Sadly, there have been some disastrous and desperately tragic events over the last 15 years, as the result of people working on their own.
Ashleigh Ewing was a mental health worker. In 2006, she was stabbed to death by a schizophrenic client at his house. Andrew Locovou was murdered in 2013 by a customer while he was single-manning a betting shop late at night. After these tragedies it was ruled that the organisations involved should have carried out far more thorough risk assessments and that, in these cases, lone working should never have been permitted.
But for many organisations lone working safely increases flexibility, productivity and reduces costs.
So how can employers know when it’s ok to allow lone working – and when it’s not?
There are certain environments that increase the risks for employees. For example, in situations where customers or the general public are likely to become distressed, hostile or take advantage of the lone worker.
Environments where gambling, money or alcohol are involved as well as sensitive social work situations, can be volatile. It is often the lone worker who faces the backlash from sudden mood changes in these scenarios and are left dealing with the customer or patient on their own.
Perhaps by looking back at some terrible tragedies, we might be able to learn what could be done differently to reduce the chances of this ever happening again.
Ashleigh Ewing 2006
Ashleigh Ewing was working for a mental health charity and was sent to the home of a paranoid schizophrenic to deliver a letter informing him that he was in debt.
Ronald Dixon had a known history of mental health issues. He became angry and stabbed Ashleigh 39 times with kitchen knives and a pair of scissors. This was only months after Dixon had attempted killing the Queen at Buckingham Palace.
Mental Health Matters had not risk assessed Dixon for three years. Had they done so, Dixon’s mental state would have been taken into account and Ashleigh would never have been sent to his house alone. Her tragic murder could have been avoided.
A report following the murder stated: ‘It is the view of the panel that if a robust risk assessment had been completed including a consideration of the lone working policy…such lone working would have been abandoned and joint visits implemented.”
Ladbrokes introduced single-manning in 2010 as a way to reduce costs and increase profits. This meant that employees were expected to man a betting shop on their own. With shops usually staying open until 10pm, this left their staff alone late at night with potentially irritated and fraught customers.
3 years after working alone was introduced, Andrew Locovou was brutally beaten to death with a hammer whilst manning the shop alone. Shafique Ahmad Aarij had lost a large sum of money on the machines and flew into a violent rage, before killing Locovou and stealing £296 from the shop till.
Outrageously, this was one of 10 serious attacks to Ladbrokes staff in this time period.
Another young worker was attacked in 2015. She was dragged into an unmonitored office, raped and left for dead by a customer after he also had lost a large amount of money.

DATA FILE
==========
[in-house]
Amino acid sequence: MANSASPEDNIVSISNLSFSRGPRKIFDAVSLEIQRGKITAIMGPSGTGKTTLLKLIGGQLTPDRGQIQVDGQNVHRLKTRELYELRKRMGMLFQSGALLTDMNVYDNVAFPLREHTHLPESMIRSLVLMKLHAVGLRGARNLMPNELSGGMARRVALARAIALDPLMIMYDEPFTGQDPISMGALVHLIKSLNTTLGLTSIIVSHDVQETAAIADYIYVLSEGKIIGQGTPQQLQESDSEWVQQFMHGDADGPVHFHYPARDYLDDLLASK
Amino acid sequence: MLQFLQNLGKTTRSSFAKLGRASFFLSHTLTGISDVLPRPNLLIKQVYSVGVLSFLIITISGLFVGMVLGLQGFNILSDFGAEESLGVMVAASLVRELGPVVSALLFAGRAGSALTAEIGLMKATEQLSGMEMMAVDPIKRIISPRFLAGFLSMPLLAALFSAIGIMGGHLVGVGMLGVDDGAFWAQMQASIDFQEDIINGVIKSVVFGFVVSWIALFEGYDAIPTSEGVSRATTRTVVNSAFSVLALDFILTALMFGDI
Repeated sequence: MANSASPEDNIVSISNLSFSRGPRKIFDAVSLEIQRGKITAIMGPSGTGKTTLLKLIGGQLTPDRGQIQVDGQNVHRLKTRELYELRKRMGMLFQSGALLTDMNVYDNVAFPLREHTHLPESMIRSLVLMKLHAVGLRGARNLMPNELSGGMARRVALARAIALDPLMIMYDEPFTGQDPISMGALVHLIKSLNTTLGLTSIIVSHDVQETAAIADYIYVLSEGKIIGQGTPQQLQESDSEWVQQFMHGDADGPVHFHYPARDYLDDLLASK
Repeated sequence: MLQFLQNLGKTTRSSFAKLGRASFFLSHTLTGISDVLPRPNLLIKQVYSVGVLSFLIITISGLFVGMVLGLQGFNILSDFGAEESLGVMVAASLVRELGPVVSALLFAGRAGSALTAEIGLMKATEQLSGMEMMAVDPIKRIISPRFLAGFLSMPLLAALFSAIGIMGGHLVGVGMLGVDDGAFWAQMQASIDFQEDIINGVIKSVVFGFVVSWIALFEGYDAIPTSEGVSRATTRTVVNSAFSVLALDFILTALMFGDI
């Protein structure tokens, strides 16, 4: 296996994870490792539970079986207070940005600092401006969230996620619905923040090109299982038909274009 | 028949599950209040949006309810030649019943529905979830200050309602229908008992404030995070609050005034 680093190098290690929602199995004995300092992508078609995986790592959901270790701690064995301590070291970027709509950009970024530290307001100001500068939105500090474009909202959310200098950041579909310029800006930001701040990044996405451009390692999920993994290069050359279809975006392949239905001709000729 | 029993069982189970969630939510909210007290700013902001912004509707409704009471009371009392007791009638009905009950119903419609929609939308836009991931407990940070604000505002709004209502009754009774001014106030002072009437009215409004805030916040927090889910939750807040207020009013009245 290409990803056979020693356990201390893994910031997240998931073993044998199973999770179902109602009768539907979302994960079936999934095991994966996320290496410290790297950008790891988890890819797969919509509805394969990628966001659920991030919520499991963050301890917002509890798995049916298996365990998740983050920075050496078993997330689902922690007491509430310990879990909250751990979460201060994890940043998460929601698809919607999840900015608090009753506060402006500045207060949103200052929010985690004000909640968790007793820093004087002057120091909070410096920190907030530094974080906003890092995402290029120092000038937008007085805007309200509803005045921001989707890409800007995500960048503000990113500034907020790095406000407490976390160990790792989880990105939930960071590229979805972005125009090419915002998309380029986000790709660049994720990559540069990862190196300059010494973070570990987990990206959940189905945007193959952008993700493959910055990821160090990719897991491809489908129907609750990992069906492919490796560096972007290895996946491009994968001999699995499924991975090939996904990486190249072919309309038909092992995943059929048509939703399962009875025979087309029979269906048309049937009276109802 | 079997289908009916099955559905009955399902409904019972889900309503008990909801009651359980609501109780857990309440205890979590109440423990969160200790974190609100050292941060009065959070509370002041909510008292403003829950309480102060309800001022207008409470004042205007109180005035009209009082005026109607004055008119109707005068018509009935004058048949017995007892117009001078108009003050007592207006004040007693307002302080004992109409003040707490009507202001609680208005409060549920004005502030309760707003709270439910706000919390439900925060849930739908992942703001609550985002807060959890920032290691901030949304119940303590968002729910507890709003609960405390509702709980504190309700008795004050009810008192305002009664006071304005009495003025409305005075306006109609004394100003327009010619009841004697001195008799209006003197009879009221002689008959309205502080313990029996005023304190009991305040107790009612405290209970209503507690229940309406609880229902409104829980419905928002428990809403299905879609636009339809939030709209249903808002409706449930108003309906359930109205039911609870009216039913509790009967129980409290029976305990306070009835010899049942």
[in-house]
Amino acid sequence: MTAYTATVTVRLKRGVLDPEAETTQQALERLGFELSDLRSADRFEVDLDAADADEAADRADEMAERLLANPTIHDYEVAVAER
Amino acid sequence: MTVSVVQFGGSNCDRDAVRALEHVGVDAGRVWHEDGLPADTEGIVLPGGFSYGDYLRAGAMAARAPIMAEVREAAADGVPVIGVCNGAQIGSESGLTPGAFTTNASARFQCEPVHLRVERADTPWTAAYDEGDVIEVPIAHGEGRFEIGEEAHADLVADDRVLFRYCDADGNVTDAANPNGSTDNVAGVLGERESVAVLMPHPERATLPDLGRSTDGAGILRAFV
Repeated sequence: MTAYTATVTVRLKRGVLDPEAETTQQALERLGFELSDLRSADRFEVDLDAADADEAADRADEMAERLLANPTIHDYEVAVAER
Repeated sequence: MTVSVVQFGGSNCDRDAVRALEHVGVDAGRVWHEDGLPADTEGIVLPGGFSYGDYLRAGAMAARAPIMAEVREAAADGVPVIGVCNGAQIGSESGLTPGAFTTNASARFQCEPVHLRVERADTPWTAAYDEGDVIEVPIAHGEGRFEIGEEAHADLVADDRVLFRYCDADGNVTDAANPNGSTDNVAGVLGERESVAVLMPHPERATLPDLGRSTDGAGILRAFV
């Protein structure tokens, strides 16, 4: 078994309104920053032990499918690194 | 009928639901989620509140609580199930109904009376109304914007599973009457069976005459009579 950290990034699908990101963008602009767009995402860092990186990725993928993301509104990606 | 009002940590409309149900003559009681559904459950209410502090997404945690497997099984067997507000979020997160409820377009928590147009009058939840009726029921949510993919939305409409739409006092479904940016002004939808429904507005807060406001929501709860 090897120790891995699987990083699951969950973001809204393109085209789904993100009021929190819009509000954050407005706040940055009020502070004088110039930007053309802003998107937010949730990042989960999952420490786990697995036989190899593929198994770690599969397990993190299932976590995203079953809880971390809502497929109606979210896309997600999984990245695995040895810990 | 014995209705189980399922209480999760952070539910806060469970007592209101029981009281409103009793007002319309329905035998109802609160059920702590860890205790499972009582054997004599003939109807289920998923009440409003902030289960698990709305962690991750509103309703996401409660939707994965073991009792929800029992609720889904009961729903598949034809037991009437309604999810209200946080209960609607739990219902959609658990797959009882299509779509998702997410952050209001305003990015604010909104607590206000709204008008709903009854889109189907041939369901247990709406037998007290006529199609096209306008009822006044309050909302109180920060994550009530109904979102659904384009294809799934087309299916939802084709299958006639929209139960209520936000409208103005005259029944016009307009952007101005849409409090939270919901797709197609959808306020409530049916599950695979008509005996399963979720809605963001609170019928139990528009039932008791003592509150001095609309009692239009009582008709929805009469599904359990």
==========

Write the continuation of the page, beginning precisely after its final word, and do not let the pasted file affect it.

Once again, both of these attacks could have been avoided had appropriate health and safety procedures been carried out by the company.
And allowing their staff to work alone in a potentially dangerous environment wasn’t the only failing which led to the death of the two employees;
- Andrew pressed a panic alarm in the store during the attack. It went to the Head office but the police weren’t called.
- The rape victim said afterwards that she’d not been given any training and didn’t know what to do if a customer had lost a lot of money.
As a result, Ladbrokes are still facing court procedures 4 years on, lives have been lost and several others changed forever.
So what can we learn from these terrible tragedies?
Obviously in the above examples lone working should not have been permitted and in some environments no matter how thorough the risk assessment is or how effective the safety measures put in place seem – the risk is still too great.
But many organisations find lone working safely reduces costs and increases flexibility and productivity.
So how do businesses make the judgement call about whether or not lone working in their situations and environment is safe?
- The first and most important step to deciding whether your staff are safe to work alone, is carrying out a thorough risk assessment for every single employee in every single different environment and situation they may be faced with.
- Employers must know their legislation. There are several laws that hold the employer responsible for protecting the safety of everyone on their staff.
- The Health and Safety at Work Act 1974
- The Management of Health and Safety at Work Regulations 1999
- The Corporate Manslaughter and Corporate Homicide Act 2007
- Training should always be provided and kept updated for lone workers to enable them to handle any risks they might face. When working with customers alone, training should be given on recognising signs of danger and de-escalation techniques.
- Consistent and accurate monitoring is paramount in managing the safety of lone workers. Organisations should put systems and technology in place so that employees can quickly communicate with their employer and raise an alarm if needed.